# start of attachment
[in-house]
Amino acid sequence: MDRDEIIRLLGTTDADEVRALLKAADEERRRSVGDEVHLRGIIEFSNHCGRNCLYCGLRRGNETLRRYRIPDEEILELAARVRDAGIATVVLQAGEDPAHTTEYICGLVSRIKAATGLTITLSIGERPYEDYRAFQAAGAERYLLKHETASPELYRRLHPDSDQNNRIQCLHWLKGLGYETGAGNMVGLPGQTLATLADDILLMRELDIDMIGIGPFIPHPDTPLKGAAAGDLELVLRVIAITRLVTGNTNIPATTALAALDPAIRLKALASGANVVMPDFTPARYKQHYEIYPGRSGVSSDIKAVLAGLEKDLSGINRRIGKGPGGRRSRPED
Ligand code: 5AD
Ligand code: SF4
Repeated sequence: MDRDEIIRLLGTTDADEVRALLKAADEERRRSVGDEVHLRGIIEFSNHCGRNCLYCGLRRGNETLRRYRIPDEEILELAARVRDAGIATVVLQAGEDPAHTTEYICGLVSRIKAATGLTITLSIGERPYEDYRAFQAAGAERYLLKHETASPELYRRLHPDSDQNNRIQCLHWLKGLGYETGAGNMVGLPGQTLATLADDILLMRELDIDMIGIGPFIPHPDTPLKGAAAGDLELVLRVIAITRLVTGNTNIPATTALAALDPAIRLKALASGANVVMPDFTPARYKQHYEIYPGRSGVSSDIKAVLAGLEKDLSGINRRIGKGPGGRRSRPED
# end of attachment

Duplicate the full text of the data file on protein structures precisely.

[in-house]
Amino acid sequence: MDRDEIIRLLGTTDADEVRALLKAADEERRRSVGDEVHLRGIIEFSNHCGRNCLYCGLRRGNETLRRYRIPDEEILELAARVRDAGIATVVLQAGEDPAHTTEYICGLVSRIKAATGLTITLSIGERPYEDYRAFQAAGAERYLLKHETASPELYRRLHPDSDQNNRIQCLHWLKGLGYETGAGNMVGLPGQTLATLADDILLMRELDIDMIGIGPFIPHPDTPLKGAAAGDLELVLRVIAITRLVTGNTNIPATTALAALDPAIRLKALASGANVVMPDFTPARYKQHYEIYPGRSGVSSDIKAVLAGLEKDLSGINRRIGKGPGGRRSRPED
Ligand code: 5AD
Ligand code: SF4
Repeated sequence: MDRDEIIRLLGTTDADEVRALLKAADEERRRSVGDEVHLRGIIEFSNHCGRNCLYCGLRRGNETLRRYRIPDEEILELAARVRDAGIATVVLQAGEDPAHTTEYICGLVSRIKAATGLTITLSIGERPYEDYRAFQAAGAERYLLKHETASPELYRRLHPDSDQNNRIQCLHWLKGLGYETGAGNMVGLPGQTLATLADDILLMRELDIDMIGIGPFIPHPDTPLKGAAAGDLELVLRVIAITRLVTGNTNIPATTALAALDPAIRLKALASGANVVMPDFTPARYKQHYEIYPGRSGVSSDIKAVLAGLEKDLSGINRRIGKGPGGRRSRPED